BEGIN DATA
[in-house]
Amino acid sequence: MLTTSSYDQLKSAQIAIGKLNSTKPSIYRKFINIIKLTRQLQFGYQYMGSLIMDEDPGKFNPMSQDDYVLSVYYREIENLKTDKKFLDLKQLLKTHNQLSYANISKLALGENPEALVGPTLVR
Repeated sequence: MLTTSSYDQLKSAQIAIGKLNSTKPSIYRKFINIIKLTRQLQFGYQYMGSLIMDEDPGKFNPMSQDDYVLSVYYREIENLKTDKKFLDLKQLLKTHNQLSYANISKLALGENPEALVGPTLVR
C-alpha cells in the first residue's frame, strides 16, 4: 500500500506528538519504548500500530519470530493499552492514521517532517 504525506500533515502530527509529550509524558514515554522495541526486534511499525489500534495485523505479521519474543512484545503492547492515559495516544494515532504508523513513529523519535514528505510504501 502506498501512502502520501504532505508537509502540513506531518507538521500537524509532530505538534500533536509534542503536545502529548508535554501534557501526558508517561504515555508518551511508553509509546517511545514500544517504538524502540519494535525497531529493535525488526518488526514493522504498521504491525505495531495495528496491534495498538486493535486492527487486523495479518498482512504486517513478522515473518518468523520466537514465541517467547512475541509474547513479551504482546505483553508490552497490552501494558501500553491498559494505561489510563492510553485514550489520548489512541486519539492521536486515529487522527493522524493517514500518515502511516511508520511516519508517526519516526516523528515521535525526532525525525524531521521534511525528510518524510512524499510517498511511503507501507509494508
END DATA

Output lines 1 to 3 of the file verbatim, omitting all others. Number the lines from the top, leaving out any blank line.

[in-house]
Amino acid sequence: MLTTSSYDQLKSAQIAIGKLNSTKPSIYRKFINIIKLTRQLQFGYQYMGSLIMDEDPGKFNPMSQDDYVLSVYYREIENLKTDKKFLDLKQLLKTHNQLSYANISKLALGENPEALVGPTLVR
Repeated sequence: MLTTSSYDQLKSAQIAIGKLNSTKPSIYRKFINIIKLTRQLQFGYQYMGSLIMDEDPGKFNPMSQDDYVLSVYYREIENLKTDKKFLDLKQLLKTHNQLSYANISKLALGENPEALVGPTLVR